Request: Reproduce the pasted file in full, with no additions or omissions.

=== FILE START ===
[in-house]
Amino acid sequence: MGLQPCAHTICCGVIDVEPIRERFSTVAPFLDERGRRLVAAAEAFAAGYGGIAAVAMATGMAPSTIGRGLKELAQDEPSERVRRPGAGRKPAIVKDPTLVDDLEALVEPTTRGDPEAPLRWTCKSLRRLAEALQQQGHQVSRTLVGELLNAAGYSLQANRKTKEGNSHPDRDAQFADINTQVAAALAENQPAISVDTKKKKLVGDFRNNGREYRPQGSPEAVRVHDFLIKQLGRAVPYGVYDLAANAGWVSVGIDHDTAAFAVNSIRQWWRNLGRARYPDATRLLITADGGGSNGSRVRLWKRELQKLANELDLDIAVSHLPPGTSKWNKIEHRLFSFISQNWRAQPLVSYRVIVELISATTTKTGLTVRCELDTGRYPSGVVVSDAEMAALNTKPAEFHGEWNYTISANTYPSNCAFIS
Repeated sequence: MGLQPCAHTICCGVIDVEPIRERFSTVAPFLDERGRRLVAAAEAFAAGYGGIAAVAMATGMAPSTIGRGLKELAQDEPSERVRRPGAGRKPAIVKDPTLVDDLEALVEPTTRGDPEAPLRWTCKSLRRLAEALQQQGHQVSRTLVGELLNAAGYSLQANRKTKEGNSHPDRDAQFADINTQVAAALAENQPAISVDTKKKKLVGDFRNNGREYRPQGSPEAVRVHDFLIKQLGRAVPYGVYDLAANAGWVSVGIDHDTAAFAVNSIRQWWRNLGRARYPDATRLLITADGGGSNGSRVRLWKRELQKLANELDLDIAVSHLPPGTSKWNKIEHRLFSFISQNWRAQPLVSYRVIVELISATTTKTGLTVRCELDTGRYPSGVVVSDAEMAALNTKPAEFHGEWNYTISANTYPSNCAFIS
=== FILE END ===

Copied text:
[in-house]
Amino acid sequence: MGLQPCAHTICCGVIDVEPIRERFSTVAPFLDERGRRLVAAAEAFAAGYGGIAAVAMATGMAPSTIGRGLKELAQDEPSERVRRPGAGRKPAIVKDPTLVDDLEALVEPTTRGDPEAPLRWTCKSLRRLAEALQQQGHQVSRTLVGELLNAAGYSLQANRKTKEGNSHPDRDAQFADINTQVAAALAENQPAISVDTKKKKLVGDFRNNGREYRPQGSPEAVRVHDFLIKQLGRAVPYGVYDLAANAGWVSVGIDHDTAAFAVNSIRQWWRNLGRARYPDATRLLITADGGGSNGSRVRLWKRELQKLANELDLDIAVSHLPPGTSKWNKIEHRLFSFISQNWRAQPLVSYRVIVELISATTTKTGLTVRCELDTGRYPSGVVVSDAEMAALNTKPAEFHGEWNYTISANTYPSNCAFIS
Repeated sequence: MGLQPCAHTICCGVIDVEPIRERFSTVAPFLDERGRRLVAAAEAFAAGYGGIAAVAMATGMAPSTIGRGLKELAQDEPSERVRRPGAGRKPAIVKDPTLVDDLEALVEPTTRGDPEAPLRWTCKSLRRLAEALQQQGHQVSRTLVGELLNAAGYSLQANRKTKEGNSHPDRDAQFADINTQVAAALAENQPAISVDTKKKKLVGDFRNNGREYRPQGSPEAVRVHDFLIKQLGRAVPYGVYDLAANAGWVSVGIDHDTAAFAVNSIRQWWRNLGRARYPDATRLLITADGGGSNGSRVRLWKRELQKLANELDLDIAVSHLPPGTSKWNKIEHRLFSFISQNWRAQPLVSYRVIVELISATTTKTGLTVRCELDTGRYPSGVVVSDAEMAALNTKPAEFHGEWNYTISANTYPSNCAFIS